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This month, we decided to cross from the east coast to the west coast to find the best cities in our nation’s most populous state: California.
California has a reputation for a strong business community—it’s home to the film industry in Southern California, the tech industry in Silicon Valley, and wine country in Napa Valley. Combine that spirit of entrepreneurship with strong tourism, great universities, and perfect weather all year long, and you’ve got a recipe for a healthy small business community all across the state!
But where exactly are the best cities for small business in California? We pulled the most-recent Census data to create a Fundera Score for each city.
Drum roll, please! The winners for California are…
Fundera Score of 73.41
At the top of our list is a city that’s synonymous with entrepreneurship. Located in the heart of Silicon Valley, Palo Alto is the legendary home of many startups and technology companies—including HP, Ideo, Nest, Palantir, Tesla, and VMWare. And many other companies operated from Palo Alto during their early days—Facebook, Google, Paypal, and Pinterest.
Palo Alto’s entrepreneurial community is boosted by Stanford University—which continues to attracts and graduates young founders to the community every year.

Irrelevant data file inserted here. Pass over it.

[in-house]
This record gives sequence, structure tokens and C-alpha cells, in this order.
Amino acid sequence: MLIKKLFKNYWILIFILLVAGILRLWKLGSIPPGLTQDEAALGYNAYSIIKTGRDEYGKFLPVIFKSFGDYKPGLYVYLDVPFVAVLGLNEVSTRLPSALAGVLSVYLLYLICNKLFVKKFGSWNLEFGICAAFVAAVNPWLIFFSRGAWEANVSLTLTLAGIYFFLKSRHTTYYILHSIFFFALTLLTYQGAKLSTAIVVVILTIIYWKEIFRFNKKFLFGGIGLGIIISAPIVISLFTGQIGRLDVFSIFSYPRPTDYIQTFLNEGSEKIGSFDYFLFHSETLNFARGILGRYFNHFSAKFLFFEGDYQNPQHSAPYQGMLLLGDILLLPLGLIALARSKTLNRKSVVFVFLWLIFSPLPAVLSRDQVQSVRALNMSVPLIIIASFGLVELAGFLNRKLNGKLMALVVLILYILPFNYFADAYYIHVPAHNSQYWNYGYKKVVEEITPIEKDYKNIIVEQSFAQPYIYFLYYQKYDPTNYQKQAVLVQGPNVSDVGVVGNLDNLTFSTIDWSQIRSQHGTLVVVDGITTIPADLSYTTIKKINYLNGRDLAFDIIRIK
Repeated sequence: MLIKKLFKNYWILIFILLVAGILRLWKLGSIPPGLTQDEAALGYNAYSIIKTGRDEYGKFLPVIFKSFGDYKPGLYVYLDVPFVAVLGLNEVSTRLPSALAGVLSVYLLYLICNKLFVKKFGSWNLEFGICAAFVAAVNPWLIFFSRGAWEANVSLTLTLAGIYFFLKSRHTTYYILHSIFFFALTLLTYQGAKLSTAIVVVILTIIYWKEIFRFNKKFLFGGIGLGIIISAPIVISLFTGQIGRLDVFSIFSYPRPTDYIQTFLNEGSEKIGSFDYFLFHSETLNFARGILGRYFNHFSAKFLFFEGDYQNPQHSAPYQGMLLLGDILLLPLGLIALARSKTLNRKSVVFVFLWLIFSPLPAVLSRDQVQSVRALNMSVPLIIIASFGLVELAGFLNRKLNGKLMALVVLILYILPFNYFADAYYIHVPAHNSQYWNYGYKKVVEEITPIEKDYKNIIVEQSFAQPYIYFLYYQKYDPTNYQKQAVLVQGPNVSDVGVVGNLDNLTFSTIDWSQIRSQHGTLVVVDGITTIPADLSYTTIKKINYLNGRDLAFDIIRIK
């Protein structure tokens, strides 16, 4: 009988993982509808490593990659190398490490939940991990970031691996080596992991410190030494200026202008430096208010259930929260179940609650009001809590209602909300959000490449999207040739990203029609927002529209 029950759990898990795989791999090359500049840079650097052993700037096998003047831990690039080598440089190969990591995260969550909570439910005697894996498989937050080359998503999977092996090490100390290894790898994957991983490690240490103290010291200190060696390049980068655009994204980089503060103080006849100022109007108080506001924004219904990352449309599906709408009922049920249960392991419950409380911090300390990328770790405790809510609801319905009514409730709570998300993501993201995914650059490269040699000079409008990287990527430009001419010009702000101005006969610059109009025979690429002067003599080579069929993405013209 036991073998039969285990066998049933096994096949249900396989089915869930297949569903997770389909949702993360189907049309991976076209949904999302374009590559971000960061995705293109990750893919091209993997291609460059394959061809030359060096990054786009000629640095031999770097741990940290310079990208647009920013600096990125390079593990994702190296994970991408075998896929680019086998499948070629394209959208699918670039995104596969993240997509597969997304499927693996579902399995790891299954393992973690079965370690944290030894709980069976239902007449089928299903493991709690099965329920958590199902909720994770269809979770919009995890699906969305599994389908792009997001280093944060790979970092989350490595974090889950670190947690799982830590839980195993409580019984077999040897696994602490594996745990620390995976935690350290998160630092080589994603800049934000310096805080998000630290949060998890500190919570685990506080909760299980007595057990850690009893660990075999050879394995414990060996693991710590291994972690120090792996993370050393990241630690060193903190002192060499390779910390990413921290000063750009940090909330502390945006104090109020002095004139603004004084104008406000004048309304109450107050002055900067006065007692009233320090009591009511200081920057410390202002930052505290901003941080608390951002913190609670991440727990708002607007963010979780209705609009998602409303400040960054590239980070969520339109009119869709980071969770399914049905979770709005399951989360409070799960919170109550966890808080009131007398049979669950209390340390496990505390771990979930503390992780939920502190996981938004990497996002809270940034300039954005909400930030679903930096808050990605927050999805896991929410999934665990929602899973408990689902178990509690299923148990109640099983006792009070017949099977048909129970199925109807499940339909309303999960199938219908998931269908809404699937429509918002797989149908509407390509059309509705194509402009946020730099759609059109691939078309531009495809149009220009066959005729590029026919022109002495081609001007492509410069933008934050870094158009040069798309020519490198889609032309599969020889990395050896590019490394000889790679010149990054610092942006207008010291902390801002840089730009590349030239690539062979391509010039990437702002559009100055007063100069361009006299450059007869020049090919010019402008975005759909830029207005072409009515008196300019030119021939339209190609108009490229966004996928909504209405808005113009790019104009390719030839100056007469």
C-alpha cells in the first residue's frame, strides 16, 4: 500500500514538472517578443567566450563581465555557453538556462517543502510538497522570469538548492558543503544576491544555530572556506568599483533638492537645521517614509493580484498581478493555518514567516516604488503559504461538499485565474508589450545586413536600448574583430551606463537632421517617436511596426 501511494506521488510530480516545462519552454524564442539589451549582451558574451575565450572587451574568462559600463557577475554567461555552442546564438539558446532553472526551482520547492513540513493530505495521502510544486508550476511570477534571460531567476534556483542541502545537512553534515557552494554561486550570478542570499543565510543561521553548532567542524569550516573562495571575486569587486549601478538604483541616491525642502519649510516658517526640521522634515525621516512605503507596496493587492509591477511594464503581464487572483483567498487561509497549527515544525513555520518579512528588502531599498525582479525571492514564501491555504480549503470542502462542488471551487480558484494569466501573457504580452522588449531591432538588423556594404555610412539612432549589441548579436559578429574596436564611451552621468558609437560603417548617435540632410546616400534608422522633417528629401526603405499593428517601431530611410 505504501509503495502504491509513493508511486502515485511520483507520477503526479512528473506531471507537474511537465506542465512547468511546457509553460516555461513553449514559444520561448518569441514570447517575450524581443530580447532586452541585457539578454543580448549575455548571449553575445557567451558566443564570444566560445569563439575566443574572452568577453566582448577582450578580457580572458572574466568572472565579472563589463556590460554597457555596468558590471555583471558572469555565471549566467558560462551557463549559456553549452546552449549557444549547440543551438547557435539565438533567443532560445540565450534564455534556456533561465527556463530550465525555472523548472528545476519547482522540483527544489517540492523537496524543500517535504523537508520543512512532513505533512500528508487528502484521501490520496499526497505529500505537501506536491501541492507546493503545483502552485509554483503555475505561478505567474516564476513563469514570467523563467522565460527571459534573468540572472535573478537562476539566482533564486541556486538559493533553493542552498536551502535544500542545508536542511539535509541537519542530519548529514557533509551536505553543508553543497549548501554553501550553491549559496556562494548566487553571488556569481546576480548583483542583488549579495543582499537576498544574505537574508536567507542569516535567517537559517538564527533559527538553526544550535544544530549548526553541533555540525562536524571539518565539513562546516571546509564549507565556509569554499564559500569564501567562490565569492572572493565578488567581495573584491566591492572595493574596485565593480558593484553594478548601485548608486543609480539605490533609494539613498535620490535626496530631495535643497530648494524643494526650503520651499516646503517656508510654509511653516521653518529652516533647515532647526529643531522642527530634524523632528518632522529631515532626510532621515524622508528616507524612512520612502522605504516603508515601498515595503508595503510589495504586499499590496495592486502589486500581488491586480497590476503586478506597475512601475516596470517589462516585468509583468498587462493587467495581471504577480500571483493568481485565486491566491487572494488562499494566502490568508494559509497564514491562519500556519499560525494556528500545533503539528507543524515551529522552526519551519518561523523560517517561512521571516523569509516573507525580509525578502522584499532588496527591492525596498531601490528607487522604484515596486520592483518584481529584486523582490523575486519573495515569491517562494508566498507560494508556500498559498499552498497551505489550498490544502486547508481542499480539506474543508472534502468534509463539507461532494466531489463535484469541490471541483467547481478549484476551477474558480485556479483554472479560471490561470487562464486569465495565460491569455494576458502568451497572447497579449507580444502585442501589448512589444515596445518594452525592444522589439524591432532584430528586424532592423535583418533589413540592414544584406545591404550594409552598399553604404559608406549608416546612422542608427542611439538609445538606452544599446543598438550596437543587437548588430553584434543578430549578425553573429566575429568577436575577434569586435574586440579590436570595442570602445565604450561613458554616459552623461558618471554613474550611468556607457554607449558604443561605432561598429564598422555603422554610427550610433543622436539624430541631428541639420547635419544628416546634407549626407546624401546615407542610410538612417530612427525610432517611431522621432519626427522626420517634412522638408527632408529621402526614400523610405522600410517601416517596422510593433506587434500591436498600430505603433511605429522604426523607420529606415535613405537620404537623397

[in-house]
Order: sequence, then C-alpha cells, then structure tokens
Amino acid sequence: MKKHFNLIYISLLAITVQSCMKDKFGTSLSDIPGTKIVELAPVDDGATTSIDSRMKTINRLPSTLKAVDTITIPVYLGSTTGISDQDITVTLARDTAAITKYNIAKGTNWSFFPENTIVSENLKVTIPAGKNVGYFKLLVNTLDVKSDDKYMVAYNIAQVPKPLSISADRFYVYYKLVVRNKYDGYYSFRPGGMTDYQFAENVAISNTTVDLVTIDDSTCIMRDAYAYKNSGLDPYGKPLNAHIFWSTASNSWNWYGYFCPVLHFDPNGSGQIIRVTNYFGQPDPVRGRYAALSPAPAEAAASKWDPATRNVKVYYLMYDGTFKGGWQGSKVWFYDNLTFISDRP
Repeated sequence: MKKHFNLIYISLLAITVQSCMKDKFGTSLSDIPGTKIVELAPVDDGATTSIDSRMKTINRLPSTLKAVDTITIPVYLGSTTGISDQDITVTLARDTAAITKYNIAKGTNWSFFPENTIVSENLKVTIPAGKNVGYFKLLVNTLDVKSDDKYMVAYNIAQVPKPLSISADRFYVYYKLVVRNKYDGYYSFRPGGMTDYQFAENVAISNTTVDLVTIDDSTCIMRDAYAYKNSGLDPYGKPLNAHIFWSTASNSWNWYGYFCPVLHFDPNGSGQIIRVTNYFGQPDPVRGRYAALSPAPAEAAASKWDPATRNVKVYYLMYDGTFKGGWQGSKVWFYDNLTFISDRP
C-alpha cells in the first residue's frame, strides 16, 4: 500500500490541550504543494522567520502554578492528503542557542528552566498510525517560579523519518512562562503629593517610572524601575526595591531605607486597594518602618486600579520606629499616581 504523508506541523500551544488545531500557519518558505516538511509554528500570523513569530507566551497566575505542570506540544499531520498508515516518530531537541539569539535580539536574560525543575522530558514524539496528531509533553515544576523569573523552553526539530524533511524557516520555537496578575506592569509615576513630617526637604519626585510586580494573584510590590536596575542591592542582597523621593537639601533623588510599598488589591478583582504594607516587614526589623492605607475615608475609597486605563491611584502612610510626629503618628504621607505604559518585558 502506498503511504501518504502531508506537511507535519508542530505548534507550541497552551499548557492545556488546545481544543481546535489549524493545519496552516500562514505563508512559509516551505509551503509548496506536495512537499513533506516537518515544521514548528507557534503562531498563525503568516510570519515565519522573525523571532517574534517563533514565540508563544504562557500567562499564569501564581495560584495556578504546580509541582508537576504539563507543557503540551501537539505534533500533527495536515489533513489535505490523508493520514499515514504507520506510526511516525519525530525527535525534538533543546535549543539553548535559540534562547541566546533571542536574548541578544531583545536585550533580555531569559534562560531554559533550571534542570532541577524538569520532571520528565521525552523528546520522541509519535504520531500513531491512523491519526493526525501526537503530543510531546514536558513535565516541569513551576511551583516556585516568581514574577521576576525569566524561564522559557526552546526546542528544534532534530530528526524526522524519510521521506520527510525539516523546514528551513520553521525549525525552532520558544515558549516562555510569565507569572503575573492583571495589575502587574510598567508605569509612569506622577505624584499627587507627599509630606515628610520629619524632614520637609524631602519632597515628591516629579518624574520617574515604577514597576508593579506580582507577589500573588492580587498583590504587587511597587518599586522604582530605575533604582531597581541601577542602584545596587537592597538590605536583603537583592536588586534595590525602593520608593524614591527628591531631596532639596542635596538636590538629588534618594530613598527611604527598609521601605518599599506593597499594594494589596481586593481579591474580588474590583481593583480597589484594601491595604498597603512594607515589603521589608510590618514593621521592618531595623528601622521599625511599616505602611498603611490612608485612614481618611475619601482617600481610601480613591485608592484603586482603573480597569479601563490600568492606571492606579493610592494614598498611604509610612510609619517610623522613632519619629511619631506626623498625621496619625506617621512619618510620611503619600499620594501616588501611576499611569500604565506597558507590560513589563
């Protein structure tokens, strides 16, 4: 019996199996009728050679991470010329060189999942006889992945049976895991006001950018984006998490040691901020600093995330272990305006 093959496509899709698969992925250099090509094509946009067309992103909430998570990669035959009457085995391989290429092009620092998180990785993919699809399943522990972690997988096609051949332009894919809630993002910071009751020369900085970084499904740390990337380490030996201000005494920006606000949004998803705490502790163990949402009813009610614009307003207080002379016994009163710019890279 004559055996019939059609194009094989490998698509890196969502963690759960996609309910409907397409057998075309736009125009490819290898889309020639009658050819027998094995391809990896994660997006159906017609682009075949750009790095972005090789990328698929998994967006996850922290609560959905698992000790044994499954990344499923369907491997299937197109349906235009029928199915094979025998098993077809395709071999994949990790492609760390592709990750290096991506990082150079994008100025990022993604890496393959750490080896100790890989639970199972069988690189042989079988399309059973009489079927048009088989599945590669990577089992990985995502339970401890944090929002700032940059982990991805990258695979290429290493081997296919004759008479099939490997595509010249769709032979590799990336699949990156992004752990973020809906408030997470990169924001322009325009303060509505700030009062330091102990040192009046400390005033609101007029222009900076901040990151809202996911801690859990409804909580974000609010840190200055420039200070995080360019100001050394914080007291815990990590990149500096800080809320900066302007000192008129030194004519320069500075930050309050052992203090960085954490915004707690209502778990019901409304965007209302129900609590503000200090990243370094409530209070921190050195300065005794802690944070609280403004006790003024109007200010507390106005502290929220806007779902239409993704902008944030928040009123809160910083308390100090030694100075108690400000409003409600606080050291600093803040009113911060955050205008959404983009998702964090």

The city leads our study in Median Household Income, with a whopping average of $147,737. Its score is also helped by a very high average business revenue and an incredibly low unemployment rate of 2.6%. (Keep in mind the current unemployment rate for the US is roughly 4.9%.)
Fun Fact: Facebook operated out of a house in Palo Alto when the company first relocated to California. You may remember it from this scene in The Social Network.
Fundera Score of 71.17
37 miles from downtown Los Angeles—in Orange County—is the town of Yorba Linda. Orange County’s beautiful landscape and proximity to downtown Los Angeles attracts an affluent group of residents.
We saw this reflected in our data—as Yorba Linda has the 2nd highest median income of any town ($121,102) and a very high owner-occupied housing percentage (82.61%). This economic health provides a great opportunity for small business owners—especially in service-oriented businesses!